Many brain diseases and injuries trigger the growth of tissue in the brain. Such repair is hard to detect except by brain biopsy, which can damage healthy tissue. Now researchers at Harvard think there may be a better way: eye drops.
Philip Liu and his team designed a probe molecule that contains nanosized particles of iron oxide. They linked the particles to a short DNA strand; the DNA matched a gene sequence found only in certain types of cells in repair tissue.
In its healthy state, the blood-brain barrier, a tight layer of cells and tissue that separates the brain from the rest of the body, would block such a molecule from entering the brain. But many injuries and diseases disrupt the barrier, so Liu’s team reasoned that the probe might travel from the eye to the brain when the barrier is not intact.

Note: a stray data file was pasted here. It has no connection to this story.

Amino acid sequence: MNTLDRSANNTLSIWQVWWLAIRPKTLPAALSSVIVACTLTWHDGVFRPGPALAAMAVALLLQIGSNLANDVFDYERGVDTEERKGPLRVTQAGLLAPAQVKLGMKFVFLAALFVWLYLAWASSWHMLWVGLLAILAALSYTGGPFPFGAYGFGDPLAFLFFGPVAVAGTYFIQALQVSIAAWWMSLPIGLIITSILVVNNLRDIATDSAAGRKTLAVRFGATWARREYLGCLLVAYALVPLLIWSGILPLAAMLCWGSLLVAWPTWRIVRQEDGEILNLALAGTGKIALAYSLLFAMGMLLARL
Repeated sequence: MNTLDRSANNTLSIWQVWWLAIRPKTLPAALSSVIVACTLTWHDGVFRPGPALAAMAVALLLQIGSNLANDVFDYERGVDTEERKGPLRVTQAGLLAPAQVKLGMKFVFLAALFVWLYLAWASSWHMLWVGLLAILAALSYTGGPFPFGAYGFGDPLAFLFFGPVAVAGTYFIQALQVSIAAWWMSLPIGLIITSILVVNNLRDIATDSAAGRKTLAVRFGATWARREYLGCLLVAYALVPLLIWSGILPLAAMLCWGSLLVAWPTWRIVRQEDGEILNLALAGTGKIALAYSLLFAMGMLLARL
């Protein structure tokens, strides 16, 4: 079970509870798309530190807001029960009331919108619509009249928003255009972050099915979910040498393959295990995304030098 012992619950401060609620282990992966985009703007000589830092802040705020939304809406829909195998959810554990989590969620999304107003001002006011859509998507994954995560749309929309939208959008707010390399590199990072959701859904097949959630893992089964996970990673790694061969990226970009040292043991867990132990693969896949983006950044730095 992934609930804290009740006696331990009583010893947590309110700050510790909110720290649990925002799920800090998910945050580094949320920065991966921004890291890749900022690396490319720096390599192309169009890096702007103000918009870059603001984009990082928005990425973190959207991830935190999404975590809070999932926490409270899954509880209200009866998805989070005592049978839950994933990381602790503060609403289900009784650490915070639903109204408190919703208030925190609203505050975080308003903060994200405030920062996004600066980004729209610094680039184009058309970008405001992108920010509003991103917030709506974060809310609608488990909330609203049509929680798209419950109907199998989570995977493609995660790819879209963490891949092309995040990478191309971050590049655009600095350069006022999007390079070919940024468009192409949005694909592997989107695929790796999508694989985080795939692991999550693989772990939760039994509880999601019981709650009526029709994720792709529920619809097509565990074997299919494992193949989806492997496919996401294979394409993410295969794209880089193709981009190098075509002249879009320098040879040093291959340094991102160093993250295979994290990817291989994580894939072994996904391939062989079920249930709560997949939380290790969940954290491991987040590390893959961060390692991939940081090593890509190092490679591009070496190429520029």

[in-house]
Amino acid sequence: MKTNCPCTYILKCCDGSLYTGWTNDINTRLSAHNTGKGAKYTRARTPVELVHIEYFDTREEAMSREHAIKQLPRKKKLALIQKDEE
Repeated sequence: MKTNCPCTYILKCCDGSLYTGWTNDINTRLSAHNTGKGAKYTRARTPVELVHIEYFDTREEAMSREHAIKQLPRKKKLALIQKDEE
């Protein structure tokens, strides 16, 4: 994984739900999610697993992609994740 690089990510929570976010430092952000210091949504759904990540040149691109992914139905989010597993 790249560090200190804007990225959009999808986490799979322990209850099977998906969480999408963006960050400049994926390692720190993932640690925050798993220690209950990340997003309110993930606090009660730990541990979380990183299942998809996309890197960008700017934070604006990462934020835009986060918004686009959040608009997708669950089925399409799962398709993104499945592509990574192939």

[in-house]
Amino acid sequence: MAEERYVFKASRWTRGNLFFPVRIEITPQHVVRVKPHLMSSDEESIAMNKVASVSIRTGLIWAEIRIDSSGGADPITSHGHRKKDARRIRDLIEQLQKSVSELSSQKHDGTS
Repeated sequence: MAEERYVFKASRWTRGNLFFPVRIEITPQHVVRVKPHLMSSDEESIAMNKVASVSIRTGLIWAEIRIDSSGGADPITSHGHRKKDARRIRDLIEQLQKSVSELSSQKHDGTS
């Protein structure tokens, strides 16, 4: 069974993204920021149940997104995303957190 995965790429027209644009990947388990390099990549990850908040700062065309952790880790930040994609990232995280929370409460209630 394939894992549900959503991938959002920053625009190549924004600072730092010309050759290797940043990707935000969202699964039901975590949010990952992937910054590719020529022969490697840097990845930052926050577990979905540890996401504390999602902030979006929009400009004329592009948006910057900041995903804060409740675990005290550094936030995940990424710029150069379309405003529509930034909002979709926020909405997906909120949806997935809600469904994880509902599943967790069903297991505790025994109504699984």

In mice with “leaky” barriers, Liu delivered the probe via eye drops. Using magnetic resonance imaging, or MRI, his team found tissue growth in the brain. The DNA part of the probe latched onto growing cells, and the MRI detected the probe’s iron particles.
Liu thinks such probes might be used to monitor brain repair after a stroke or to locate brain tumors. “The probes might also disclose the thinning of blood-vessel walls in the brain that occurs in Alzheimer’s disease,” he adds.
The research was published in the April FASEB Journal, the journal of the Federation of American Societies for